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FOR 2692

DFG Research Unit "Fundamental Aspects of Statistical Mechanics and the Emergence of Thermodynamics in Non-Equilibrium Systems"

Whether and how a system equilibrates towards some sort of steady long-time limit is a key issue in many areas of modern many-body physics. While this question has a long and fertile history, it has experienced an upsurge of interest in recent years due to the advent of novel materials and cold atomic gases as well as due to the discovery of new states of matter such as topological states and many-body localized phases. In particular, the theoretical understanding of such fundamental equilibration and thermalization issues has seen substantial progress by the emerging concepts of eigenstate thermalization and typicality of pure quantum states, and by the invention of powerful numerical methods. Even much less is known about the route to equilibrium itself, and the rigorous derivation of thermodynamic relaxation from truly microscopic principles is still a major challenge to theory.

The objective of the Research Unit ("Forschungsgruppe") is to tackle these theoretical challenges by studying the principles of relaxation processes at the microscopic level. At the center of our investigation are generic and complex systems under non-equilibrium conditions induced by highly non-thermal initial states or by strong external driving forces. We particularly aim at unveiling the role of the specific initial-state realization in isolated as well as open scenarios with explicit coupling to a bath. Key issues include the emergence of conventional exponential relaxation, phenomenological transport laws, Gibbsian equilibrium, and fundamental theorems on the work performed. While our research projects focus on clarifying these theoretical issues, the models considered are also intimately related to materials realized in nature such as magnetic molecules, low-dimensional quantum magnets, and topological flat-band systems. The complexity of such models requires state-of-the-art analytical and numerical methods equally distributed over the institutions involved.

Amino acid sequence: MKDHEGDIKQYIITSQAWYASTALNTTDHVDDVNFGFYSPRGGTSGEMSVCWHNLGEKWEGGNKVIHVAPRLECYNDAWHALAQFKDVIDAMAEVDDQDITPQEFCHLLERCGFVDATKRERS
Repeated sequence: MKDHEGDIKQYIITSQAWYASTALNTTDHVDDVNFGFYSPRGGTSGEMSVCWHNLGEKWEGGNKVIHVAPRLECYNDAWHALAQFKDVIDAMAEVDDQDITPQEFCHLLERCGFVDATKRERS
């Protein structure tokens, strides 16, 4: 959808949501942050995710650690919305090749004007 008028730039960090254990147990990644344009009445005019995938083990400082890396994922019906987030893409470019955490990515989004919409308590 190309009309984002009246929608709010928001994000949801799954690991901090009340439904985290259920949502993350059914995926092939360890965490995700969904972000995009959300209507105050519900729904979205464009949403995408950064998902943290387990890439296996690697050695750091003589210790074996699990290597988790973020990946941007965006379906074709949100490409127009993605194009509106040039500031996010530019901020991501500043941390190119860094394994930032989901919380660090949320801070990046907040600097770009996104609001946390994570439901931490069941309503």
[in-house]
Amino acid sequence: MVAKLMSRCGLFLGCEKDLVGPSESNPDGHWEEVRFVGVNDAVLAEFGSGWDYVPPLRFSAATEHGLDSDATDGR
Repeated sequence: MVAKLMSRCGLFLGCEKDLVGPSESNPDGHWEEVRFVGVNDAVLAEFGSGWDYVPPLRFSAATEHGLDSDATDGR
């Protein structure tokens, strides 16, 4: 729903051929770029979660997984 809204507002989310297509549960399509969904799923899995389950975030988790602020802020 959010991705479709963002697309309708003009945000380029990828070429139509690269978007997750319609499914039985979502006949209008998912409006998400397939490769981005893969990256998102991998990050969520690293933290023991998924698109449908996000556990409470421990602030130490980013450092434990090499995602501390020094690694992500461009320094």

Osnabrück University, Germany
Project Coordinator

Forschungszentrum Jülich GmbH, Germany
The contact person is Kristel Michielsen

Bielefeld University, Germany

Oldenburg University, Germany

FOR 2692 is funded by the DFG under Grant Agreement MI 1772/*.

The grant period is February 2018 until January 2021.

More detailed information about the project is available at the project's homepage.